Repackaged Android Apps Sold in China Found to Contain Powerful Malware

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Smartphones provide considerable capabilities while on the go, but now present another channel for hackers, according to an AFP report. A virus has emerged in China and is infecting mobile phones using Google’s Android operating system. U.S. security experts say the virus enables hackers to gain access to personal data.

Lookout Mobile Security issued a report recently that indicated the new Trojan infecting Android devices has been named “Geinimi,” and can compromise a significant amount of personal data on a user’s phone. That data can then be sent to remote servers for exploitation.

The firm referred to the virus as the most sophisticated Android malware they have seen to date. Officials with the firm noted that once the malware is installed on a user’s phone, it has the ability to receive commands from a remote server, allowing the server owner to control the phone.

According to Lookout Mobile Security, the authors of Geinimi have raised the sophistication bar significantly over and above Android malware that has surfaced in the past, simply by employing techniques to disguise the activities of the virus.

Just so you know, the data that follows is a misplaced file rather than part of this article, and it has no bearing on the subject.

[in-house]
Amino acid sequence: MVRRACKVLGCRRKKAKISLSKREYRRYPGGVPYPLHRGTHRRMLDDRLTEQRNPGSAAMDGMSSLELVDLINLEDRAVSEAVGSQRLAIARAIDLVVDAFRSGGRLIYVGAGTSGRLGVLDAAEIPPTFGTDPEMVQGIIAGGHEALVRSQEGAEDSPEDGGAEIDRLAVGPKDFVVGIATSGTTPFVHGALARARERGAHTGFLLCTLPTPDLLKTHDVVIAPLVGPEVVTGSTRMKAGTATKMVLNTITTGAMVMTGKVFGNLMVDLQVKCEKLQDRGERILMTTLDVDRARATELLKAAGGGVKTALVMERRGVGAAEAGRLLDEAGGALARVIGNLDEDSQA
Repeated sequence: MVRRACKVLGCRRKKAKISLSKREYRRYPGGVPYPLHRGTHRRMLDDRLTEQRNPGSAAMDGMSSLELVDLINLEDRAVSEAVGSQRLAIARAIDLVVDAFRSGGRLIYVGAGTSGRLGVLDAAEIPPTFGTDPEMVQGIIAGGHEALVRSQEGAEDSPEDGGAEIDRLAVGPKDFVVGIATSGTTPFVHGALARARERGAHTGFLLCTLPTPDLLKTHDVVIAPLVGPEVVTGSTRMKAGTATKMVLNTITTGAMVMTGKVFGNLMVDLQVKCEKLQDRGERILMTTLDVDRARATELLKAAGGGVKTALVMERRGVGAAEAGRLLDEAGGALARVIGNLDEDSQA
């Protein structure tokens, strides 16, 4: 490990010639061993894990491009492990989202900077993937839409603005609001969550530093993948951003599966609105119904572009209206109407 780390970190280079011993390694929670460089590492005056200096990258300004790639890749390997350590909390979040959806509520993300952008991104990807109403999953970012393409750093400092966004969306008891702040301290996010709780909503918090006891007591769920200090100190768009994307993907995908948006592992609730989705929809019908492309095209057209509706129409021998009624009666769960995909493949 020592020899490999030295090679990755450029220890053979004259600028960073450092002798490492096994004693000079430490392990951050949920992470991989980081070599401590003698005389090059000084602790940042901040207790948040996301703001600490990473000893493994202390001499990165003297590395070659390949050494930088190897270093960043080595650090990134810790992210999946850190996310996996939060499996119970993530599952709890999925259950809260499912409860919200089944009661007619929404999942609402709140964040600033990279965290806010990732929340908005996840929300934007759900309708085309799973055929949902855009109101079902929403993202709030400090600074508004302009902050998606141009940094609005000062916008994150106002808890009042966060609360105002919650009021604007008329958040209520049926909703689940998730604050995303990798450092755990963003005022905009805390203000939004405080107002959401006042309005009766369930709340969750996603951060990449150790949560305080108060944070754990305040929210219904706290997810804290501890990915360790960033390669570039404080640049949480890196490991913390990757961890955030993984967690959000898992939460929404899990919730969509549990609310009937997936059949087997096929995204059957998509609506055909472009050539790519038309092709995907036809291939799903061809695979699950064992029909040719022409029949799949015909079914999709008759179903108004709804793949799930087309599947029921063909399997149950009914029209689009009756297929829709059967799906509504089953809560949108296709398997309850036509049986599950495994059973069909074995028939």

A motive for the virus has not been identified, although Lookout officials believe it could be used for anything from "a malicious ad-network to an attempt to create an Android botnet," as stated in the AFP report.

Lookout advises that only users downloading Android apps from China are likely to be affected. These apps include repackaged versions of Monkey Jump 2, Sex Positions, President vs. Aliens, City Defense and Baseball Superstars 2010, which are sold in China.

The firm added that while there are instances of games repackaged with the Trojan, the original versions available in the official Google Android Market are not affected and can be safely downloaded.

In other Google news, TechZone360 recently reported that the Internet giant selected Babylon.com as one of its six worldwide official localization vendors. As part of Google’s AdWords program, the Google advertisers will be provided translation services by Babylon.com.

Online ads are likely to continue to be a focus of investment. The Wall Street Journal reported U.S. advertisers spent more on Internet ads than on print newspaper ads for the first time since the Internet was created.


Susan J. Campbell is a contributing editor for TechZone360 and has also written for eastbiz.com. To read more of Susan’s articles, please visit her columnist page.

Edited by Tammy Wolf

TechZone360 Contributing Editor

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